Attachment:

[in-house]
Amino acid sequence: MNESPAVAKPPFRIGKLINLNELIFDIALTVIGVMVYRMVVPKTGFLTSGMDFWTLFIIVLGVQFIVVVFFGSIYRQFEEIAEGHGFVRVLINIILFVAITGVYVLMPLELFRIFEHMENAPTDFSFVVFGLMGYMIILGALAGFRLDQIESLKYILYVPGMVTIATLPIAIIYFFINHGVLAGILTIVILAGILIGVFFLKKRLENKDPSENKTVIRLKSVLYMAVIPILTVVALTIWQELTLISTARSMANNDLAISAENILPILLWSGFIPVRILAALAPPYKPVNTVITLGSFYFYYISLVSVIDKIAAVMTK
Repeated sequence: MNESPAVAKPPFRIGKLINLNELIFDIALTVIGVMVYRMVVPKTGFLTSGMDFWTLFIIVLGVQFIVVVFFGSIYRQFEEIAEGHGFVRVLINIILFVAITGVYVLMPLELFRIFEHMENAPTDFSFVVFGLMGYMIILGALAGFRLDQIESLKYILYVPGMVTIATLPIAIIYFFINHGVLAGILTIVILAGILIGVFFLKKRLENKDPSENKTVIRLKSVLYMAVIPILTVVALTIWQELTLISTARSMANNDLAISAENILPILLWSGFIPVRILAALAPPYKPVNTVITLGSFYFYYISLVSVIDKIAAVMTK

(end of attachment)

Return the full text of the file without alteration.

[in-house]
Amino acid sequence: MNESPAVAKPPFRIGKLINLNELIFDIALTVIGVMVYRMVVPKTGFLTSGMDFWTLFIIVLGVQFIVVVFFGSIYRQFEEIAEGHGFVRVLINIILFVAITGVYVLMPLELFRIFEHMENAPTDFSFVVFGLMGYMIILGALAGFRLDQIESLKYILYVPGMVTIATLPIAIIYFFINHGVLAGILTIVILAGILIGVFFLKKRLENKDPSENKTVIRLKSVLYMAVIPILTVVALTIWQELTLISTARSMANNDLAISAENILPILLWSGFIPVRILAALAPPYKPVNTVITLGSFYFYYISLVSVIDKIAAVMTK
Repeated sequence: MNESPAVAKPPFRIGKLINLNELIFDIALTVIGVMVYRMVVPKTGFLTSGMDFWTLFIIVLGVQFIVVVFFGSIYRQFEEIAEGHGFVRVLINIILFVAITGVYVLMPLELFRIFEHMENAPTDFSFVVFGLMGYMIILGALAGFRLDQIESLKYILYVPGMVTIATLPIAIIYFFINHGVLAGILTIVILAGILIGVFFLKKRLENKDPSENKTVIRLKSVLYMAVIPILTVVALTIWQELTLISTARSMANNDLAISAENILPILLWSGFIPVRILAALAPPYKPVNTVITLGSFYFYYISLVSVIDKIAAVMTK